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Stackyard News Mar 07

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    NFUS Campaign to Prevent Supermarket 'Co-Mingling' Hots Up

NFU Scotland’s campaign to prevent the large supermarkets from confusing consumers by mixing meat from different origins on shelves marked with the Saltire, is gaining momentum.


NFUS has been asking farmers, their families and the wider public to identify supermarkets that may be confusing shoppers by mixing meat from different countries of origin in the same shelf space. NFU Scotland is concerned that the efforts of Scottish farmers to produce the highest quality produce are being undermined because consumers are struggling to distinguish it from foreign imports because of the so-called ‘co-mingling’ problem.

NFUS has now collected evidence of more than ten incidents in Tesco, Sainsbury and Morrison stores around the country. Examples include a Tesco store where Argentine beef, New Zealand lamb and Dutch pork were all being sold underneath a Saltire flag and, a Sainsbury store with Irish beef being sold on a shelf also emblazoned with the Scottish flag.

NFUS President Jim McLaren, said:

“Modern consumers are very keen on buying Scottish produce because they quite rightly see it as being of superior quality as well as being keen to mitigate the negative effects of ‘food miles’.

“We are seeing positive steps being made by the major retailers when it comes to sourcing more and more local produce which is very encouraging. However, we are also seeing incidents in which quality Scottish produce is being mixed with foreign imports, under what is clearly Scottish branding.

“This can quite easily confuse consumers – the signage leads them to believe they are in a section of the store which is selling Scottish produce and yet they could pick up foreign produce in error because of the lack of clear shelf labelling. The individual packaging on these different products is often extremely similar and so it becomes an easy mistake to make.

“We are therefore raising every individual incident of this that we find with the supermarket in question and are campaigning to ensure that the practice isn’t allowed to continue.”

NFUS is asking farmers to contact it with cases of co-mingling, providing photographic evidence where possible, and the Union will take it up with the supermarket in question and, failing a satisfactory resolution, with enforcement agencies. Farmers are asked to call 0131 472 4021 or 4020 to report cases.

  • Misleading labelling contravenes the Food Labelling Regulations Act 1996. It stipulates general legal requirements regarding labelling, including that place of origin and provenance should labelled in such a way as to not mislead a purchaser. A recent ruling by LACORS, the UK government agency which advises local authorities on policing regulation, stated that physical separation of different countries of origin is the preferred approach and that shelf-edge signage of a specific country of origin must not be used if beef from different countries is on sale (see notes for further detail).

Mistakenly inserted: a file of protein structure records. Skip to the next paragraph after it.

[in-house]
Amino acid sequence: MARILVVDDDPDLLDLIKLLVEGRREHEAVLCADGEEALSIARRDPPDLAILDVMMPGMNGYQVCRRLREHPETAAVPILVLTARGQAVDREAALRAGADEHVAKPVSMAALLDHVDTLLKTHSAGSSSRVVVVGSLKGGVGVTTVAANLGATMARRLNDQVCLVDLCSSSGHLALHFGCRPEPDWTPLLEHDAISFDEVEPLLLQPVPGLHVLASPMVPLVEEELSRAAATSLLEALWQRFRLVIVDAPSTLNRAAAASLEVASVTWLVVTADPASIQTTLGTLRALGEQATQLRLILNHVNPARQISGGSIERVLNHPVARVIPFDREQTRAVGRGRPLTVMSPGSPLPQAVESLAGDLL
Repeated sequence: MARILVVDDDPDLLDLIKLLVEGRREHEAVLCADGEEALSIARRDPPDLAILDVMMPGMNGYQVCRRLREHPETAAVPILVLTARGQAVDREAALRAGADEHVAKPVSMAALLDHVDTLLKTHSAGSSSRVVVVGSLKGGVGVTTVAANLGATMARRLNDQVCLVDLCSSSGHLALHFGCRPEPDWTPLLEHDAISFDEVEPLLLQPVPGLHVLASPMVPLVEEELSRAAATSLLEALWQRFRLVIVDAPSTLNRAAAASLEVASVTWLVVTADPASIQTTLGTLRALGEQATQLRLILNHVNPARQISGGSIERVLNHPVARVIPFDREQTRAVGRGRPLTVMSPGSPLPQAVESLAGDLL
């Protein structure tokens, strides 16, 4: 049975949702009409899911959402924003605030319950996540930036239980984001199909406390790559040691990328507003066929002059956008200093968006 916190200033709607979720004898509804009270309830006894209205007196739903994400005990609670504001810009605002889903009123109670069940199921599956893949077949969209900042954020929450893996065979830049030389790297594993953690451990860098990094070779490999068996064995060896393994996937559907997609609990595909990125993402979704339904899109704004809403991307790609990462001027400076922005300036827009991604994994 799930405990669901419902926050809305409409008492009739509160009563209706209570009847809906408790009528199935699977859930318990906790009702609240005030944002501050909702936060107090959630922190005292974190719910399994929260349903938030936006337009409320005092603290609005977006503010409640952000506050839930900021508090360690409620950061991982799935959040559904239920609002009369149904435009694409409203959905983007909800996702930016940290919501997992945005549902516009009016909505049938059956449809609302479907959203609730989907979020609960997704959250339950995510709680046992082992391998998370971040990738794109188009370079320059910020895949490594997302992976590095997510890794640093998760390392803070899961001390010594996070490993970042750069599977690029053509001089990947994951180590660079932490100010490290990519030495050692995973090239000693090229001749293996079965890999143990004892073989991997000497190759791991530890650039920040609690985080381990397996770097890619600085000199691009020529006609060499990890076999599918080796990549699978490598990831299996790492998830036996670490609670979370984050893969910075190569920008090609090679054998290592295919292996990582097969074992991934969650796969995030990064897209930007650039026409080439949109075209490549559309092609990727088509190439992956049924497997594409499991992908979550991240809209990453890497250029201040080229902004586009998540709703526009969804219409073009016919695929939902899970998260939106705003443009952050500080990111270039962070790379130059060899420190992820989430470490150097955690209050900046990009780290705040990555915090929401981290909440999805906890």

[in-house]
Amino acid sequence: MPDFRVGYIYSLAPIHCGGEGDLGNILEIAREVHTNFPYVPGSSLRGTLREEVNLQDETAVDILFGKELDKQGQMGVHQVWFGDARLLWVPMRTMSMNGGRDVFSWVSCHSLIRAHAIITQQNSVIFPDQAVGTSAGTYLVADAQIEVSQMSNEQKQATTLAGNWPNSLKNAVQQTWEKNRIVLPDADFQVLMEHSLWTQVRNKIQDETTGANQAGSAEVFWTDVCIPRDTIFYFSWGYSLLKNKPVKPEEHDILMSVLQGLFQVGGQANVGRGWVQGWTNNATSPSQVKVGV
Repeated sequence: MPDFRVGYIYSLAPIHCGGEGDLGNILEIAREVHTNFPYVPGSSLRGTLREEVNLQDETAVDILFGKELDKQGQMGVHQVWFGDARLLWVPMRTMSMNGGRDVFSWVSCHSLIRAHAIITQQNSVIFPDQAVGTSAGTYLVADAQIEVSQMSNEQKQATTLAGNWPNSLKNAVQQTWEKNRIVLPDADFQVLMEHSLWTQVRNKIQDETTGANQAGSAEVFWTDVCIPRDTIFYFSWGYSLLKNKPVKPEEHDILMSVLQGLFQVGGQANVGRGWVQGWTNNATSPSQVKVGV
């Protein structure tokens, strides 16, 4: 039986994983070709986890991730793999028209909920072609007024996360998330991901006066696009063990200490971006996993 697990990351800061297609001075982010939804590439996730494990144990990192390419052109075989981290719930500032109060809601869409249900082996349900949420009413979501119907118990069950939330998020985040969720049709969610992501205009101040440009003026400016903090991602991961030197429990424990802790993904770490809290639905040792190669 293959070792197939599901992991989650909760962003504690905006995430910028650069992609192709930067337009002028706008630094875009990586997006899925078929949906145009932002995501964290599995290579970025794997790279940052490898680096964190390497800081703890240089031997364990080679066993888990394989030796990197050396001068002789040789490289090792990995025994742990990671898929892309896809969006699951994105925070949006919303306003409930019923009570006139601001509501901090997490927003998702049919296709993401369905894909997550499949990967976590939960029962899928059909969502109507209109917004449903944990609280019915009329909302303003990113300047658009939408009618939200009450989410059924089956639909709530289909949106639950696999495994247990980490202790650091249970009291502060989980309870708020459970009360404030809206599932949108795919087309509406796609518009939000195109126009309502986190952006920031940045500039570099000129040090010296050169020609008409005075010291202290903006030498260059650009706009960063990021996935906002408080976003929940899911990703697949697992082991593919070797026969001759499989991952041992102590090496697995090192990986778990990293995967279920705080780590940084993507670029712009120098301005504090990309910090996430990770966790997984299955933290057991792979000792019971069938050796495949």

• Previously, LACORS had essentially ruled that meat products from different countries of origin must be separated by at least a plastic strip. The British Retail Consortium challenged that interpretation and, last December, LACORS issued a revised ruling. The latest ruling recognises that other forms of consumer information may meet a legal requirement, however stressed that where co-mingling occurred it must be clearly identified. It also specifically addressed the problem of mixed meat being sold under country-specific signs, such as the Saltire. The ruling read:

    It is agreed by all parties that consumers must not be misled in relation to geographical origin of beef they are considering purchasing.

    From a pure enforcement view, physical separation provides the best form of consumer information – but other forms of display will meet current requirements.

    Acceptable alternatives could take the form of prominent notices at the point of selection to the effect that the beef presented for sale is of mixed origins and that individual packs should be examined for precise origin.

    Additionally care must be taken in relation to other forms of point of sale information and imagery. For example, shelf edge signage suggesting a specific origin only must not be used if beef of mixed origin is presented for sale.

  • James Paice MP has lodged the following motion in the Commons. It has the support of 98 MPs. It reads:


    That this House believes that informed consumer choice is central to the effective marketing of British meat; is concerned at increasing reports of products from different countries being mixed up on some supermarket shelves; and therefore calls upon all food retailers to ensure that they comply with the guidance issued by the local authorities co-ordinators of regulatory services to retailers on applying the provisions of Article 16 (Regulation (EC) number 178/2002), which sets out provisions governing the on-shelf presentation of meat and meat products from different countries of origin.
  • Photographic evidence of the co-mingling can be obtained from Diane on 0131 472 4023 after 1.30pm on Wednesday 14 March.

link Pressure Mounts to Address Beef on the Bone Issue
link Supermarket Campaign to Tackle Consumer Confusion
link NFUS Chief Executive in EU Subsidy Talks

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